My Own Lightning is a captivating sequel to Wolf Hollow. It is a brilliantly crafted novel that is gripping from the start. Lauren Wolk’s rural 1943 setting, memorable characters, engaging plot and gorgeous imagery are so brilliantly intertwined so that they create a wonderful experience for readers. My Own Lightning is definitely a gift to her fans.

The story follows Annabelle McBride and her life in Wolf Hollow months after the tragic deaths of her kind-hearted friend, Toby, and the school bully, Betty Glengarry. Annabelle is still trying to process all that has happened and how she will move forward with Andy Woodberry, who still lives nearby in the hollow.  Annabelle is kind-hearted to her very core, resilient and wise.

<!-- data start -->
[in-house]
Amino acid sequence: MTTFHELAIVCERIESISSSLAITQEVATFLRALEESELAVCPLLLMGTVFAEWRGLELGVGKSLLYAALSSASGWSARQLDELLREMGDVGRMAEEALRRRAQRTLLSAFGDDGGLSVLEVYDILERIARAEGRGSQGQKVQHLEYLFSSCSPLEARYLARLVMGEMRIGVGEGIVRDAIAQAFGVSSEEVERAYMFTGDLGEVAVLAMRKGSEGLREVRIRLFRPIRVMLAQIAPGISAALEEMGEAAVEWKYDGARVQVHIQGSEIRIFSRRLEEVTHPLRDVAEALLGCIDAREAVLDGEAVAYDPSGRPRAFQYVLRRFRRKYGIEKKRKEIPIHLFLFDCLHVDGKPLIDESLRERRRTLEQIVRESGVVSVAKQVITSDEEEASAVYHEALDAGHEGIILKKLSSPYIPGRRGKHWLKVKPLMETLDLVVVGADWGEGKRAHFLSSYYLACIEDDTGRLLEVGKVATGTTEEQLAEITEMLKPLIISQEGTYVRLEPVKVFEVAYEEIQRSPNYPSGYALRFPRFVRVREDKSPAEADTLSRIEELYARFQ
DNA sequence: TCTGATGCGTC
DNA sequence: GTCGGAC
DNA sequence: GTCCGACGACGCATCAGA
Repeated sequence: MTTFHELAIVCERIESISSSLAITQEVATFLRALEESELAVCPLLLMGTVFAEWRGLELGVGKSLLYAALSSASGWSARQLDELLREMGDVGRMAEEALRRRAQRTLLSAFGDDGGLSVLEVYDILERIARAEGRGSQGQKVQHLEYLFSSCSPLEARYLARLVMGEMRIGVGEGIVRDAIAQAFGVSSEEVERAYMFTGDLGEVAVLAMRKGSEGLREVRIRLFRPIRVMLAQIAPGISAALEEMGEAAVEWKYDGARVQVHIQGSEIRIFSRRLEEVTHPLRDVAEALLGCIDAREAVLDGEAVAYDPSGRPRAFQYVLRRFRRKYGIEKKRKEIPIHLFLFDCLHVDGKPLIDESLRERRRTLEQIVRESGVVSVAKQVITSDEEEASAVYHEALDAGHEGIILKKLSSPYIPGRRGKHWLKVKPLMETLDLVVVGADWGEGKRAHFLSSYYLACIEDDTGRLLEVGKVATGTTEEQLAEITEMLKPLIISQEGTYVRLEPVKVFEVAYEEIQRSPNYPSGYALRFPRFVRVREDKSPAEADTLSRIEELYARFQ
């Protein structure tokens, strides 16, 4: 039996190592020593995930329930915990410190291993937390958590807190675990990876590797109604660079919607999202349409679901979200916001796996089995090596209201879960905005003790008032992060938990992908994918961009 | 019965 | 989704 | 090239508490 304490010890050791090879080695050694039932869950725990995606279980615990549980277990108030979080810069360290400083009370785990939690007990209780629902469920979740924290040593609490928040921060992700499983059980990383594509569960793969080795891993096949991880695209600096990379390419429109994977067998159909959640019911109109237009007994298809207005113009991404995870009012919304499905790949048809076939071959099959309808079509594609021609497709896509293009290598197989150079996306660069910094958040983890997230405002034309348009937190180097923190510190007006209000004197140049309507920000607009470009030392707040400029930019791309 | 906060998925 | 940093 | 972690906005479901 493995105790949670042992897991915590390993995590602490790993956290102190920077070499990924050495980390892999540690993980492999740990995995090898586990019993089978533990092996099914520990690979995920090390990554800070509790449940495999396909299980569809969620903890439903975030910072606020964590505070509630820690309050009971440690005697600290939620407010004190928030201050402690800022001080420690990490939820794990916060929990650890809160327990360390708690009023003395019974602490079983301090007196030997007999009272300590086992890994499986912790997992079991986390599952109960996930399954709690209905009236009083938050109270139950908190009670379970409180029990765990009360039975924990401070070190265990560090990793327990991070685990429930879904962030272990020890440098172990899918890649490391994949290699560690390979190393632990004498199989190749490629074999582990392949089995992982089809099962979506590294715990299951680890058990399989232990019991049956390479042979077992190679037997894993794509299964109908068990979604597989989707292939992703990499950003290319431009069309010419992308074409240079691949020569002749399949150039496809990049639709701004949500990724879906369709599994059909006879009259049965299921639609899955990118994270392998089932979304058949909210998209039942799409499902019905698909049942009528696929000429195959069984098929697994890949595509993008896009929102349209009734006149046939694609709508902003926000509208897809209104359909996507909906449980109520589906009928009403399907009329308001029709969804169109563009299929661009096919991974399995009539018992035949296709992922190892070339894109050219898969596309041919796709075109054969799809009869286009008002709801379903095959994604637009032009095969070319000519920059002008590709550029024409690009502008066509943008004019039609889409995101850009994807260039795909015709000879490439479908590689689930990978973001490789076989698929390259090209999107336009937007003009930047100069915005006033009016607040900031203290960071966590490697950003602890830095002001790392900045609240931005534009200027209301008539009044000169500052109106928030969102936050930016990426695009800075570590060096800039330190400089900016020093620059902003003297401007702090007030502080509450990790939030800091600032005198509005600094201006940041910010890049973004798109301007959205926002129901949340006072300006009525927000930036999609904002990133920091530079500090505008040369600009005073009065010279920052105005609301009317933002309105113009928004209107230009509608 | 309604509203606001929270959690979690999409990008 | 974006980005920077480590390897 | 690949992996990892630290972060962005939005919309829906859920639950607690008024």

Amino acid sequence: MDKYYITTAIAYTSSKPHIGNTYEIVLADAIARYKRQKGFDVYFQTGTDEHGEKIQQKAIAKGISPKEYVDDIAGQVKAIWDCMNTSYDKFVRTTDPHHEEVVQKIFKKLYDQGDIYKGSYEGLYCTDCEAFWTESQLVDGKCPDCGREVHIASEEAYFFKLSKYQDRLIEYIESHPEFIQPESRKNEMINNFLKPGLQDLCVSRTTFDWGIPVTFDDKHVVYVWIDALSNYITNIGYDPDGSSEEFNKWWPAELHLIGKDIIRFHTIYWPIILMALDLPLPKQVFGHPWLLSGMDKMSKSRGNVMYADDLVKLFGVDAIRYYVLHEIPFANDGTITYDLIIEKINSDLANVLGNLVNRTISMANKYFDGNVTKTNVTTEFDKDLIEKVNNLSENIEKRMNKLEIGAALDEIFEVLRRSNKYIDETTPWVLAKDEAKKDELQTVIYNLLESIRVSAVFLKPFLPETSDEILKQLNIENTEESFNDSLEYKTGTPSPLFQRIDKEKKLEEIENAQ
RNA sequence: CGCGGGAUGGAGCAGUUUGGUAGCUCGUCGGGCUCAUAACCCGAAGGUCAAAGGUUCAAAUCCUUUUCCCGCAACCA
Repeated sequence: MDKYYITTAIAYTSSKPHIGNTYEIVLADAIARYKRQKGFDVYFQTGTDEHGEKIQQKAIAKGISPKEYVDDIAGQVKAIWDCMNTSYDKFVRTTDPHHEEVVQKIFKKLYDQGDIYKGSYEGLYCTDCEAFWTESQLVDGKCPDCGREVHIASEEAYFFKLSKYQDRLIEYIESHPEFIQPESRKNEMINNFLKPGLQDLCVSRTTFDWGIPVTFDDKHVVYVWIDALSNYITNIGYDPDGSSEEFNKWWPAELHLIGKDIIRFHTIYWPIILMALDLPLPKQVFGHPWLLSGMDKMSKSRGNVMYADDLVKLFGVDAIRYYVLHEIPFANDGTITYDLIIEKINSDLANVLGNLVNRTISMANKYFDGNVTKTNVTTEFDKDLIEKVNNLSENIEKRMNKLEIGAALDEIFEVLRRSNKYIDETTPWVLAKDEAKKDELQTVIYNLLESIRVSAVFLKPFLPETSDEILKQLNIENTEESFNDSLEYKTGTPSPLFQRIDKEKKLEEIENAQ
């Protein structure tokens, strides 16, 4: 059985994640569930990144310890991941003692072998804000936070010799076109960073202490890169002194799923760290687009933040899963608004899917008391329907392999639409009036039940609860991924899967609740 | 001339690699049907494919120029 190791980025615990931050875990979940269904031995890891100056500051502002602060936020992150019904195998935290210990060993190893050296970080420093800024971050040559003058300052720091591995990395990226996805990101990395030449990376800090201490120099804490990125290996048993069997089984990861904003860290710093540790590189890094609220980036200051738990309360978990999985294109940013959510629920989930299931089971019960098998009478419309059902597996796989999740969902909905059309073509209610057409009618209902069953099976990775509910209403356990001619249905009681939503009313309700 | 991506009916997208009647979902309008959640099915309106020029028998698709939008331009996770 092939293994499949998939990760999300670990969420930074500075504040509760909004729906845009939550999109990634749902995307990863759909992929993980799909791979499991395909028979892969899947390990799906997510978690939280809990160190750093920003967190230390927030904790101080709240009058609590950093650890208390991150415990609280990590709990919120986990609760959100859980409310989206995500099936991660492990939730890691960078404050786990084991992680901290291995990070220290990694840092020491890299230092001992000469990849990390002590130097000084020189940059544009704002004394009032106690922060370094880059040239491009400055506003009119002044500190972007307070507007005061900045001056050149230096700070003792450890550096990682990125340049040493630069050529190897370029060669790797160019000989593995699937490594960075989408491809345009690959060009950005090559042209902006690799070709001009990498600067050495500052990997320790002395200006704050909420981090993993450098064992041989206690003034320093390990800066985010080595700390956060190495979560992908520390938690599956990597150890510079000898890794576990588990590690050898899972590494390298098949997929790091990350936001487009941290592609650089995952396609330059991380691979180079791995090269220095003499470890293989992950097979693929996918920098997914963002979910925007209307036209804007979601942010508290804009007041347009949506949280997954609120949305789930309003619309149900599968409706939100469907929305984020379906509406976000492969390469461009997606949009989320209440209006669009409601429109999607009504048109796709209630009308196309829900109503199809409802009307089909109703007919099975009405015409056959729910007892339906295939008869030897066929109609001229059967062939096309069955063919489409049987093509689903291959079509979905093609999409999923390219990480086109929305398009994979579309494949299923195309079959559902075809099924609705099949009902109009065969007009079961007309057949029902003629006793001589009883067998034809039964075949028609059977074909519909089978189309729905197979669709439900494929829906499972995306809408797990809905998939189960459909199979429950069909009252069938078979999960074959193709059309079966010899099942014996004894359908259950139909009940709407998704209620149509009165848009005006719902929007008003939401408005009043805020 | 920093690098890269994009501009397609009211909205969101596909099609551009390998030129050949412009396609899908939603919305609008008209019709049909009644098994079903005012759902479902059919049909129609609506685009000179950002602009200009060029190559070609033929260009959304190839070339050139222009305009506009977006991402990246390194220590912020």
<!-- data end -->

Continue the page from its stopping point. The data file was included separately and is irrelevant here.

Annabelle’s new journey begins with a fierce thunderstorm that she can’t out run. She’s struck by lightning and her only memory is of someone’s rough hands pounding on her chest to jumpstart her heart and save her life. Who is this hero? Her recovery is swift, but she is left with heightened senses of smell, sight and sound and a new understanding of animals’ feelings.

Since the storm, many animals including her brother’s dog Buster are missing. Her new “powers” lead her down a path of helping lost and neglected animals. They also bring her face-to-face with Andy Woodberry. There are other new characters, like Mr. Edelman and his daughter, Nora, who are rescuing animals and treating them in their barn. She also crosses paths with a true villain in Mr. Graf, who is searching for his lost bull terrier, Zeus.